Once the Wilson dreams faded, however, dreams addressing the nature of life and death started to happen; a type of mortal consciousness. These were incredibly intense for Fink and one day, she asked her therapist how to make them stop.
“At the height of them, I was probably having six or seven extremely emotional, vivid dreams a night,” she says. “They were profound dreams. Suddenly, they got too intense and I had to ask them to stop. I had been thinking about death for a solid year. When I asked for them to stop, I went to bed that night and in my dream, I was in a pair of adult footie pajamas with pigtails riding a motor scooter that had a popcorn machine on it [laughs]. I woke up laughing so I thought, ‘something is getting my messages.’ Like you want a light dream? Here’s a light dream [laughs].”
That was the day she knew her therapy for Wilson was over. The work she needed to do to get past the pain she was experiencing was done. She was writing songs again. In fact, she would stay inside her home and just write, and write and write. The result is Blue Dream, a nearly 40-minute manifesto of that arduous year set to ethereal sounding pop. With her husband’s encouragement and Saddle Creek Records’ support, Blue Dream came to life in a way Fink is extremely happy with. From lead single “Ace of Cups” to the very heartfelt ode to Wilson, “Poor Little Bear,” Fink lays it all out there in such a brutally sincere way it’s impossible not to hang on to every word she utters. While it’s a clear departure from her last folk-inspired solo effort, 2009’s Ask the Night, it’s the next chapter in Fink’s musical evolution and something she clearly had to do for closure on a difficult period in her life. The album came together at ARC Studios in Omaha with the help of producers Ben Brodin and Todd Fink (of course), and drummer Bill Rieflin (Ministry, Swans, R.E.M., King Crimson). Her relationship with her husband is clearly a source of inspiration and when asked if they collaborate, there was no hesitation in her voice.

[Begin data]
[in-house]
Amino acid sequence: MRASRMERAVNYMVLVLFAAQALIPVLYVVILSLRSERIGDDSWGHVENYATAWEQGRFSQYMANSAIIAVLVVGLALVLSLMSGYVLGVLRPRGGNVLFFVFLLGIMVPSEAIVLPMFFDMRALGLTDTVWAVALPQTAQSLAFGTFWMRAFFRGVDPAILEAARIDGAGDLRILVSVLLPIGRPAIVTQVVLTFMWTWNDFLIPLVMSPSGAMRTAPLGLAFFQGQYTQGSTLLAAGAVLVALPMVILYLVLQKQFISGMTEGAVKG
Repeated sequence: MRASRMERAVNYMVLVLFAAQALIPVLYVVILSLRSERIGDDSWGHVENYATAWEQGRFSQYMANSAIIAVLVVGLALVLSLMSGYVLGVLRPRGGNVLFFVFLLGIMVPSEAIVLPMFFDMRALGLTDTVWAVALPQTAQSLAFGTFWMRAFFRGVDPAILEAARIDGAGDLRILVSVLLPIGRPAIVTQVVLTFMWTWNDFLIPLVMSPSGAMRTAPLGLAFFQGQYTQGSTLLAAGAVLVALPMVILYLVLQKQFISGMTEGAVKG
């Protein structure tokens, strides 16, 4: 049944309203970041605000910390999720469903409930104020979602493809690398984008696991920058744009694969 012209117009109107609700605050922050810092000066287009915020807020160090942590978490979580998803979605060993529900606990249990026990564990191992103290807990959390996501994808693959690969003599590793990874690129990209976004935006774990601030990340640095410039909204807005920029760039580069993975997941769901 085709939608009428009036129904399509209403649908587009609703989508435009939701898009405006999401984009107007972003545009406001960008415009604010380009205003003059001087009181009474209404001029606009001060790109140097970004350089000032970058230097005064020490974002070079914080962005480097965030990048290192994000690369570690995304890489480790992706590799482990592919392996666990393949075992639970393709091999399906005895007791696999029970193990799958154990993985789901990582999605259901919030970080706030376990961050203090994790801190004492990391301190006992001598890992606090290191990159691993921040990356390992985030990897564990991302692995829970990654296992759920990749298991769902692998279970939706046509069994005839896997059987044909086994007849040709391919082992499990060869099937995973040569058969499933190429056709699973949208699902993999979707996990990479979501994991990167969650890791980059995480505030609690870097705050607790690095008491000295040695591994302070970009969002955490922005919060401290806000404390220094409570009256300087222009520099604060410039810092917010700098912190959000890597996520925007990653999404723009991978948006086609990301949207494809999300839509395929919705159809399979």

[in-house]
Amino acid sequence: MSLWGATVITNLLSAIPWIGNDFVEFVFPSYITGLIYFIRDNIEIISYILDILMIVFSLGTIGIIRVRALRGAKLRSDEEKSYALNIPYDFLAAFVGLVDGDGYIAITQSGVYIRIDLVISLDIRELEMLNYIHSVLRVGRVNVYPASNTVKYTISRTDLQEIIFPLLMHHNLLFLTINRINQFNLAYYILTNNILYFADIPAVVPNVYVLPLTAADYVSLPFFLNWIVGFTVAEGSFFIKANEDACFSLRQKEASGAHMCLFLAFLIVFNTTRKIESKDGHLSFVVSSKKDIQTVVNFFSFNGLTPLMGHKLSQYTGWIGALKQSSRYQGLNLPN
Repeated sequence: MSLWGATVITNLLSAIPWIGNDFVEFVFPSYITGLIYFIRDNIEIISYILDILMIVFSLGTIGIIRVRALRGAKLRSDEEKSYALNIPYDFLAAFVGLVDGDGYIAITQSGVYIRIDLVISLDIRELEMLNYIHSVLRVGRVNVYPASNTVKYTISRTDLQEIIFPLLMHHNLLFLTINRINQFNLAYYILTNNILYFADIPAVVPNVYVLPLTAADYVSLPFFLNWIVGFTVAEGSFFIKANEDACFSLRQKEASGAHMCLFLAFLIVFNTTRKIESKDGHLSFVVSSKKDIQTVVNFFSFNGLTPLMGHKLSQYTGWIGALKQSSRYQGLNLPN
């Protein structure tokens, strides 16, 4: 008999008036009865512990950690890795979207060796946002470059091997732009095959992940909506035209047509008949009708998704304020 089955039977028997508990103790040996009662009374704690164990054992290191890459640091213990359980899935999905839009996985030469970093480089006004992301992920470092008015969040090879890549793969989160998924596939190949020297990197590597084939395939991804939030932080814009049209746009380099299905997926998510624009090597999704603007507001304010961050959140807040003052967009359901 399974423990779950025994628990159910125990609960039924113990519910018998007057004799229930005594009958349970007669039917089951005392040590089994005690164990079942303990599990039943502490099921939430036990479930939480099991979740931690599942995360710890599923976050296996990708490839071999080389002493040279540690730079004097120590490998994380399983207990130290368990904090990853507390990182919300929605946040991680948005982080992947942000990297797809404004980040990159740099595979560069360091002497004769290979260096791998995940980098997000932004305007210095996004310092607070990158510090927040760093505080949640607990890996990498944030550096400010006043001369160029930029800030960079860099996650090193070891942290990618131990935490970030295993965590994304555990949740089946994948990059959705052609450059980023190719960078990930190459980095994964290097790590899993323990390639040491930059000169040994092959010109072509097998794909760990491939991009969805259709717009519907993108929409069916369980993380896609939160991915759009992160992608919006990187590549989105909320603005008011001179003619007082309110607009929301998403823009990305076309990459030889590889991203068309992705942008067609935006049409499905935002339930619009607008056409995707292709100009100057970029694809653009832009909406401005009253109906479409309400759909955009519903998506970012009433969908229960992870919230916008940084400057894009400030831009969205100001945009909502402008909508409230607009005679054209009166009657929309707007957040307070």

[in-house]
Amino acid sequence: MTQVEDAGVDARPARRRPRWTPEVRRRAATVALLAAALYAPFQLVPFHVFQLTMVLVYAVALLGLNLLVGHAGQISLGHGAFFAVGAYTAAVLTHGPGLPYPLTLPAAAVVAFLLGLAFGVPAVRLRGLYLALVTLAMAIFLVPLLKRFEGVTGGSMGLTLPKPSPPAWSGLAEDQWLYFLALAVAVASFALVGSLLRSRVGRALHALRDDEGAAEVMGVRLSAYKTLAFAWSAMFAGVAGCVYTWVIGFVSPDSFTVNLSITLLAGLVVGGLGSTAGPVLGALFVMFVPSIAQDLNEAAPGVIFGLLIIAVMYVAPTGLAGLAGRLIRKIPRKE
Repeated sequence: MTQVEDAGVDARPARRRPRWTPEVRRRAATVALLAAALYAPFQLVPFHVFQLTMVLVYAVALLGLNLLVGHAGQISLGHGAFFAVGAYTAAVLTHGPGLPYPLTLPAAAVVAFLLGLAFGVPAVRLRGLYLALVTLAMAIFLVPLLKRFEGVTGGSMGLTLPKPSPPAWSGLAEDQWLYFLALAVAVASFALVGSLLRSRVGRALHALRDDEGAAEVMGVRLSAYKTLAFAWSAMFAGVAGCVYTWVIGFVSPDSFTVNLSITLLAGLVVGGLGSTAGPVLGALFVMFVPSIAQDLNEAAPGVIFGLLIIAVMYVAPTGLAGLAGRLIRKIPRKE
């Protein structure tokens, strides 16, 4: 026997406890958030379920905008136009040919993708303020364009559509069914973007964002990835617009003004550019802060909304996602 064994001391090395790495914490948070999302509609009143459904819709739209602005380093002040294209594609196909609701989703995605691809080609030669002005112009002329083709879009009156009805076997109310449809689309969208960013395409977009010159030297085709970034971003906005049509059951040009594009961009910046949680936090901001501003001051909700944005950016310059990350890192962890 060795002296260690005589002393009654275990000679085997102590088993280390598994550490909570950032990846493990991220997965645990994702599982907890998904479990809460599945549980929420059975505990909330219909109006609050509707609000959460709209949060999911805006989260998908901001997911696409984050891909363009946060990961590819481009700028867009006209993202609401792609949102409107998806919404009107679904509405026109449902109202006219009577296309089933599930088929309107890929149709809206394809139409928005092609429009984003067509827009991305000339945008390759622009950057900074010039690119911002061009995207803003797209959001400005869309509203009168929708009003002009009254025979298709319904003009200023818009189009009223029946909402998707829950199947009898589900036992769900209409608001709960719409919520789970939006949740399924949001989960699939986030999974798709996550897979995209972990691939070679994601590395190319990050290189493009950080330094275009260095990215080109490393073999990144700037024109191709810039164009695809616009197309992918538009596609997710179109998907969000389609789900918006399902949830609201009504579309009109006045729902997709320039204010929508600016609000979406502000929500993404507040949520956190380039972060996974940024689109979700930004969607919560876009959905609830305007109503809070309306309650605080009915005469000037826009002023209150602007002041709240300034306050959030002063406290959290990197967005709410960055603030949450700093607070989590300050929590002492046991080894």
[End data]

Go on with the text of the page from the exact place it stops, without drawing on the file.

“That’s all we do [laughs],” she says. “I think our brains both are going and always thinking of some kind of scheme or project or something to do. It’s really great. I trust his taste a lot so he’s great to bounce things off of. I run everything by him first now just to hear what he thinks.”
Although Fink is from Alabama, she says Omaha is as much her home as Birmingham, Athens or even Los Angeles, where she still has many friends. The team at Saddle Creek Records has always been a close-knit family and she is grateful to be a part of it. For Fink, a chapter has been closed and she can now continue down a path of acceptance as she shares her pain, love, joy, and everything in between with the rest of us in the most beautifully honest way.
Orenda Fink, November 1, at Slowdown, 729 N. 14th St., 9 p.m. Tickets are $8/ADV and $10/DOS. Visit www.theslowdown.com for more information.